How does an SMSF work?

An SMSF works the same as any regular larger superannuation fund, but there are some differences in how they are regulated by the government and how they are administered. One key difference between SMSFs and larger funds is that they must have no more than six members. In addition, the fund is run by all the members collectively.

Who can be a Member?

An SMSF can have no more than six members at any one time who are generally, though not always, members of the same family. A member cannot be an employee of another member unless they are related. 

Who can be a Trustee?

An SMSF is in essence just a trust and like any trust is run by the trustees.

There are two different SMSF Trustee structures.

  1. Members are appointed as Trustees in their individual capacity, or
  2. A company is appointed as the trustee, with the SMSF’s members being the directors of that company, referred to as a corporate trustee.

In both cases, it’s the members who run the fund, as a general rule all members are either trustees themselves or directors of the corporate trustee, and trustees cannot be paid for carrying out their trustee duties.

Who can't be a Trustee of an SMSF?

Certain people cannot act as an individual trustee or a director of a Corporate Trustee of an SMSF – this includes individuals who have been:

  • convicted of an offense involving dishonest conduct
  • subject to a civil penalty under the superannuation legislation
  • insolvent or under administration (an undischarged bankrupt)
  • persons formally disqualified from acting as a trustee.

There are additional rules for Trustees

All trustees are obligated to abide by the fund’s trust deed and the superannuation laws. Directors of corporate trustees will also have to comply with the company’s constitution and the laws applying to companies.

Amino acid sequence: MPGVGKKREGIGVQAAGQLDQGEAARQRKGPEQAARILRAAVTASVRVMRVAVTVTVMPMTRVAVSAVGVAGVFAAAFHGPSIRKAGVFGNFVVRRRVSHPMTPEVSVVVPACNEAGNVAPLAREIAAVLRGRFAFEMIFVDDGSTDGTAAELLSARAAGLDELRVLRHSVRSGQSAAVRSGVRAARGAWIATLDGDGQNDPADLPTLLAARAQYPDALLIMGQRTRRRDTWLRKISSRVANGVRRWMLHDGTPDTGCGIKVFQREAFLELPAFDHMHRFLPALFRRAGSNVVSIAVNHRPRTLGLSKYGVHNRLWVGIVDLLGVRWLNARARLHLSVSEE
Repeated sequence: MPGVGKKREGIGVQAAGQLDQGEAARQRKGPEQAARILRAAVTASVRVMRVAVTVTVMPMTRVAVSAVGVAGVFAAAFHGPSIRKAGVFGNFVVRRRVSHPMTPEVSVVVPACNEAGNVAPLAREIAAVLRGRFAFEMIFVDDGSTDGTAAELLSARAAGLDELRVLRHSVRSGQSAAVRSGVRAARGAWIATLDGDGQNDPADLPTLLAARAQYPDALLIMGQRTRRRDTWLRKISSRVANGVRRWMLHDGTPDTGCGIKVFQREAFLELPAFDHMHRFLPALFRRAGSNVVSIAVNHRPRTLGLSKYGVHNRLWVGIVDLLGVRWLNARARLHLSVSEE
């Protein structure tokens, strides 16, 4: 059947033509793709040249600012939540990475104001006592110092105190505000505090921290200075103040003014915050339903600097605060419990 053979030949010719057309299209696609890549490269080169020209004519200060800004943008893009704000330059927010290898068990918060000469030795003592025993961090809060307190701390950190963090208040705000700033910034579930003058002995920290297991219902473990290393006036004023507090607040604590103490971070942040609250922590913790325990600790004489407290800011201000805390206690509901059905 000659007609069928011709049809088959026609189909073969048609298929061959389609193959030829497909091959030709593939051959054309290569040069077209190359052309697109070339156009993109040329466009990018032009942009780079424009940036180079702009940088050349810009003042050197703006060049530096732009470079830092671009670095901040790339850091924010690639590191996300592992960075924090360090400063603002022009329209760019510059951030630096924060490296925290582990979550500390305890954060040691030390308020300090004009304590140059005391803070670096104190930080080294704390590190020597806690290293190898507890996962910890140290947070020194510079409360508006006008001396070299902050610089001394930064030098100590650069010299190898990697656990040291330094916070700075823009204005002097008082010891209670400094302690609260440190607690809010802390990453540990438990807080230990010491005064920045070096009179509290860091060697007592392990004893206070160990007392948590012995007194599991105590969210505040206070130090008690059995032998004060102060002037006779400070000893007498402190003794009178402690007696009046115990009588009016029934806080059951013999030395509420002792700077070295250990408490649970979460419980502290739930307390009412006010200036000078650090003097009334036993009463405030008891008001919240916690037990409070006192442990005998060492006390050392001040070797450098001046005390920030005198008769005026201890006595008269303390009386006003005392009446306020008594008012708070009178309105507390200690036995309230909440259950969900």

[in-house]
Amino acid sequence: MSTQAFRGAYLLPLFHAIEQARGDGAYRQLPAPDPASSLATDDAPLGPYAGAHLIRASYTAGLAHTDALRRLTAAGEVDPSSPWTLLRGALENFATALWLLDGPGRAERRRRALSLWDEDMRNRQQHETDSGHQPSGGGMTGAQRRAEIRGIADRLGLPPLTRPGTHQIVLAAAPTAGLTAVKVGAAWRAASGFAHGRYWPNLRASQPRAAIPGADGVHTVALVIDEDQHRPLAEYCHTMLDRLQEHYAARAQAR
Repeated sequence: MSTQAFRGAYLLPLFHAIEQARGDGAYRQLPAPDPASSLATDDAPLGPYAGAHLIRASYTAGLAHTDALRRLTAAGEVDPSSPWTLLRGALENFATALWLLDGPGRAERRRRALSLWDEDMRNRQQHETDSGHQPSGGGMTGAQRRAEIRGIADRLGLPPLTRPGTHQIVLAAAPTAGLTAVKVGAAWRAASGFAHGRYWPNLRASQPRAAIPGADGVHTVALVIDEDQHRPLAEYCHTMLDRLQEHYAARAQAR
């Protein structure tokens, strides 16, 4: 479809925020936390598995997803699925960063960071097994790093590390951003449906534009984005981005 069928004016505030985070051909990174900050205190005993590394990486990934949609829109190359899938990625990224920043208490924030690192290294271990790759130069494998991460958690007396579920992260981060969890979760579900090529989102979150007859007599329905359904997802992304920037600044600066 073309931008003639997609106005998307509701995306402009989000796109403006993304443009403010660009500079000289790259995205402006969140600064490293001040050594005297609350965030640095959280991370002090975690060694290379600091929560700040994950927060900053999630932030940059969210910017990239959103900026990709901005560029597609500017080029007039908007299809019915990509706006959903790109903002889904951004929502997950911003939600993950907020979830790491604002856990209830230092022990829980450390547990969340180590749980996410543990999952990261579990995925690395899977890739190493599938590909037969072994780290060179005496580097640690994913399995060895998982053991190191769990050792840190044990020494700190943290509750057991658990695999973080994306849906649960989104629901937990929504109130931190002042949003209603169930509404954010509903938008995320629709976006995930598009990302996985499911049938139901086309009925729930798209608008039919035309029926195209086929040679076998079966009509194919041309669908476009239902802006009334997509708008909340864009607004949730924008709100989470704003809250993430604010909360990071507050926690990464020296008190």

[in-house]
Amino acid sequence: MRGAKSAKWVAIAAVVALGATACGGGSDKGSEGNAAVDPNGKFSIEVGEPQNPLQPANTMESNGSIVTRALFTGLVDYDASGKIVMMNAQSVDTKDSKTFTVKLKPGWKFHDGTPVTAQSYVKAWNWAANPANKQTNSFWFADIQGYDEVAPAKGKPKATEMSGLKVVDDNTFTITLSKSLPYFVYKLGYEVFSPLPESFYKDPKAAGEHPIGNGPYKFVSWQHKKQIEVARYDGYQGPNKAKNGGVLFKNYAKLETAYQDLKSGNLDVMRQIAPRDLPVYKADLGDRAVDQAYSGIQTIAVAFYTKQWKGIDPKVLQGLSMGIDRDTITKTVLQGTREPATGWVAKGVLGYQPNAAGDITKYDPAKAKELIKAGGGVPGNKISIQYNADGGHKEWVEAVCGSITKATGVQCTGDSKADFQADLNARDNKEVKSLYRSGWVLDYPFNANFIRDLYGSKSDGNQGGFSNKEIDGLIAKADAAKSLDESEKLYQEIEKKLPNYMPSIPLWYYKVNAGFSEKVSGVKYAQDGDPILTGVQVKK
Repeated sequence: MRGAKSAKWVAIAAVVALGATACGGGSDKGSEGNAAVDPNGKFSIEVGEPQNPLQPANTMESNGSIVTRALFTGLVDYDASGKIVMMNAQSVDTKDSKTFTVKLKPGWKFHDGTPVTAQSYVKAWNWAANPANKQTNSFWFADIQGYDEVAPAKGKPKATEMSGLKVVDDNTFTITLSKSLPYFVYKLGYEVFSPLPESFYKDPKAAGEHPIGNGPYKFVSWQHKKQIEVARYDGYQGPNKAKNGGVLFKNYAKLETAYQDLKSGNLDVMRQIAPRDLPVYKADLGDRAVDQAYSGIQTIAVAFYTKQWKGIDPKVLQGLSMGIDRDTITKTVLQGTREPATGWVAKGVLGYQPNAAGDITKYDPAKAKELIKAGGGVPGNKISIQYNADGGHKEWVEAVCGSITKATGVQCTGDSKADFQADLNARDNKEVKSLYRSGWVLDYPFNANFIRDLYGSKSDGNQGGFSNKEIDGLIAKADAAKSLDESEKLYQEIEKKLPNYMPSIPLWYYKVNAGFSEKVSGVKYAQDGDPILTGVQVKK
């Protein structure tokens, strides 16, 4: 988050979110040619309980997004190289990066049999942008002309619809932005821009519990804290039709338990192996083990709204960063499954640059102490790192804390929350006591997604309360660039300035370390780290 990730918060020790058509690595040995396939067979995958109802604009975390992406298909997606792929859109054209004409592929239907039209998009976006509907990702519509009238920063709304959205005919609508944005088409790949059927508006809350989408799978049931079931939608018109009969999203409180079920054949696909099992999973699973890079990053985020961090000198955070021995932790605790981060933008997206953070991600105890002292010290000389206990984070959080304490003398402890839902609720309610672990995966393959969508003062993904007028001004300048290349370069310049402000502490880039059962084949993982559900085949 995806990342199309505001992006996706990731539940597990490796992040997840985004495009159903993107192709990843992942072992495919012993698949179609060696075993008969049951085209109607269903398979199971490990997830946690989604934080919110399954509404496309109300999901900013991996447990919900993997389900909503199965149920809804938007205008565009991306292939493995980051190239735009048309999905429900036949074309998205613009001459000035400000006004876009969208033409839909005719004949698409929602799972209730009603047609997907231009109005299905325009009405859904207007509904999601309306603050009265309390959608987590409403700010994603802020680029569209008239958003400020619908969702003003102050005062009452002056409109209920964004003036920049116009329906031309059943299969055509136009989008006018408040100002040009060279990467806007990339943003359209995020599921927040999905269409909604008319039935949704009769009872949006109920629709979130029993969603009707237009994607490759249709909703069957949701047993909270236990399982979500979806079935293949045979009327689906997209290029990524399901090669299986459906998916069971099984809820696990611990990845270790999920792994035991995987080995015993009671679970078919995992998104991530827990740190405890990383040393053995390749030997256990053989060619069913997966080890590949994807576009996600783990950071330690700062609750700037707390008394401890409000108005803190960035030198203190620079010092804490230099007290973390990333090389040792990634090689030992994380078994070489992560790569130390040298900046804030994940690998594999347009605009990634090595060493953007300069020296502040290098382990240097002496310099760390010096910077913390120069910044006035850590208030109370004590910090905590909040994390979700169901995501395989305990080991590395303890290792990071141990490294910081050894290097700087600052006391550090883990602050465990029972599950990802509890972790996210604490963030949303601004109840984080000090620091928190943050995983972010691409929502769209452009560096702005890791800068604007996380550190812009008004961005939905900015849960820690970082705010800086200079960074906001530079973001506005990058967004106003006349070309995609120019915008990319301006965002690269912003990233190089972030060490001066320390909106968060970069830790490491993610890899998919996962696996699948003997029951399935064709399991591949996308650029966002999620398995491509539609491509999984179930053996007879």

• SMSF Trustees are also required to consider the insurance needs of members in formulating the investment strategy. Given that quite often the trustees of an SMSF are also the members of the SMSF, this is about considering whether you have sufficient insurance of your own, and if not, whether you should acquire more cover through your super.
  • The SIS Act in Regulation 4.09 requires SMSF trustees to consider the liquidity risks of the fund and its ability to meet obligations as they fall due.

Depending on the type of investments in your SMSF, you should also consider if you need the SMSF to take out other types of liquidity insurance. This could be an important consideration if you hold property inside the SMSF.

SMSF trustees must comply with the legislative requirements for managing super-account liquidity. Use our liquidity worksheet to help you begin to map out your SMSF liquidity strategy.

So what makes a good SMSF investment strategy?

It's likely one that aligns with the future goals of the members (the trust deed should cover this) and what they are trying to achieve and ensures this is done with appropriate consideration of the risks in achieving these goals. It should also comply with super legislation and the sole purpose test.

How we can help

Having a strategy for your superannuation is an important part of providing for yourself and your family into retirement while reducing the pressure on your business as the sole source of your future retirement funding too.

Contact us for a confidential chat about your SMSF needs.

Related: Featured SMSF Articles